Entertaining adaption of more Bram Stoker from Hammer. This time the tale concerns the reanimation of a perfectly preserved female evil mummy and the possesion so to speak of the daughter of the man who discovers her, daughter being born as he uncovers the tomb! Valerie Leon is excellent in the role of the daughter and has the assests to lie there as the mummy. Pretty atmospheric in places. While it appears to be a contempory 1970's setting also could be 100 years earlier in many ways and this adds to a bizarre dislocation from the setting.
Not the strongest Hammer has to offer but entertaining all the same.
January 18, 2008
Hammer once again delves into the mummy genre. Lots of fun and Valerie Leon certainly has what it takes to be a Hammer heroine.
January 2, 2008
I was frankly surprised by how good this film was. The plot is fun and interesting, performances all perfect, and the special effects brilliant as well. And the suspense is tangible! Highly recommended!
December 31, 2007
Valerie Leon is great, Hammer should´ve used her more. Michael Carreras never seemed to quite nail it the way that Terence Fisher did.
½ December 9, 2007
This falls into the category of "Not as good as I remember it being as a fourteen year-old allowed to stop up late on a Saturday night to watch the horror double bill on BBC2." However, it does have two very good points, both of which belong to star Valerie Leon - boom boom! Although this is set in 70s London, it looks like a period piece and apart from the film's characters the rest of the world appears strangely devoid of life thanks to a largely stage-bound production. In better hands this might have been an advantage, but here it just makes the film look cheap. There is (unintentional) fun to be had though, whether it is watching Leon's under-endowed body double leap out of bed, or the revelation that most people - especially the actors in this movie - still carrying on breathing after they are dead!
December 3, 2007
The picture says it all, since this mummy is a youg female she is inexplicably perfectly preserved (as opposed to the shrivaled mummified men normally on offer) - and starts bleeding whenever she moves a step closer to being resurected. Saying that though it is still a good Hammer horror film, with more suspence then some of the horror films on offer nowadays
November 1, 2007
Not interested. In general I don't like horror movies.
June 27, 2007
Weird and offbeat adaptation of Stoker's "Jewel of the Seven Stars" from Hammer. Far better than the 1980 version of the story, "The Awakening".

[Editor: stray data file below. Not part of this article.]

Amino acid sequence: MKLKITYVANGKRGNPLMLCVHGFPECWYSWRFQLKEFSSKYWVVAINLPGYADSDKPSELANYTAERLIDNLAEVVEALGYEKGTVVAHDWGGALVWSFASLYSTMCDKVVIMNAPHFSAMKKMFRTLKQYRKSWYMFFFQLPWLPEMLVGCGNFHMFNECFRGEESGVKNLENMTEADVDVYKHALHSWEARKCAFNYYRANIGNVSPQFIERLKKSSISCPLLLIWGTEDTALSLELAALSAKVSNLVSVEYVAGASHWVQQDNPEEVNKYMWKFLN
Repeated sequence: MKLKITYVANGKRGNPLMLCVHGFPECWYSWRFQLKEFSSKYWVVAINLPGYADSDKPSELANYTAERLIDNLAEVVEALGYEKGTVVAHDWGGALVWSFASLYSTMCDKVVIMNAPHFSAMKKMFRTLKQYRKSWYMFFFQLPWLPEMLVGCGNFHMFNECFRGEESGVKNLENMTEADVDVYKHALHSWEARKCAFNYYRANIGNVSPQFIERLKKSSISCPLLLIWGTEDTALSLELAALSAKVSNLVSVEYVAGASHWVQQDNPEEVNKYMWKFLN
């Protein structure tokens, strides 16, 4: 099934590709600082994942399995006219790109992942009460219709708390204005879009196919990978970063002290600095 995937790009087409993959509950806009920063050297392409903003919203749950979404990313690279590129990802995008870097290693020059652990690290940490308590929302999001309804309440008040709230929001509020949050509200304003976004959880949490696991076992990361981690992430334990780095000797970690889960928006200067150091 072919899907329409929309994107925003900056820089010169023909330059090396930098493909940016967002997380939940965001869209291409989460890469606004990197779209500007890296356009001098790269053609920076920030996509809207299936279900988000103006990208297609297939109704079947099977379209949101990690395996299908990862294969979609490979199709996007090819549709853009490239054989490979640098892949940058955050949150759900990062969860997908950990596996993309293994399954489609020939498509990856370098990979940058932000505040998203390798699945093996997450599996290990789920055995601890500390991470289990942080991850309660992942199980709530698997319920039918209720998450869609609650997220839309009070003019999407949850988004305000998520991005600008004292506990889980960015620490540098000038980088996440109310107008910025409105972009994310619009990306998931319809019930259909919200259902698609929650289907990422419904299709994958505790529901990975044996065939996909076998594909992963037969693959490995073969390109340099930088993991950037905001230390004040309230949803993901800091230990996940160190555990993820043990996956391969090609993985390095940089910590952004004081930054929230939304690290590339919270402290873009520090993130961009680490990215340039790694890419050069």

Proved that Hammer was still capable of making original and exciting horror films.
½ April 24, 2007
Professor Fuchs and his team unearth the tomb of the Egyptian Queen Tera (Valerie Leon) and discover that not only as her body not decomposed but her severed arm still seeps blood. At the same moment in time Fuchs' wife dies giving birth to their baby daughter, Margaret (Valerie Leon again). Skip forward to Margaret?s adult years and she is plagued with nightmares of Queen Tera's dismembered hand. Concerned that she is somehow in danger, Fuchs' gives her the Queens ring but little does he know that one of his former team members wants to use Margaret to revoke the mystical powers that the Queen once possessed.

Blood From The Mummy's Tomb had a troubled production and after the director died half-way through, talk of a curse circulated around the Hammer studio. Whilst one doubts that the film was under the influence of mystical powers, it is obvious that the various problems which arose had a direct impact on the final product. The disjointed script makes little sense and it feels like you are putting together a puzzle without the picture and more than one piece missing. The lack of the big Hammer hitters like Cushing or Lee did not always hurt their films but one could not help feel that their charismatic presence would have helped bolster the rather lightweight cast. Efforts at building suspense and atmosphere mostly fall flat but there are moments where the Hammer flair shines from, unfortunately it does not happen enough.

On the positive side the sets are well designed and it looks like a lot of time and effort went into the tomb's décor. Another bright spot is the positively stunning Valerie Leon who makes up for her lack of acting skills (even when she plays the dead Queen you can clearly see her breathing/twitching) by spending most of her time exposing her ample cleavage in a sleek black nightdress (a sexist comment I know but that is why Hammer chose such attractive women for their films). Despite the muddled script it is actually an interesting take on the mummy genre and had the potential to be a much better film in more competent hands.

If you are a fan of Hammer then you will no doubt want to see this effort, even if it is a weak one by their standards, but for casual viewers or those looking to explore the Hammer catalogue I suggest you start elsewhere (the Cushing/Lee titles for example). Worth a rent at least
½ February 16, 2007
The stunning Valerie Leon in a silk nightie is worth price of admission alone. Also a pretty good Horror flick.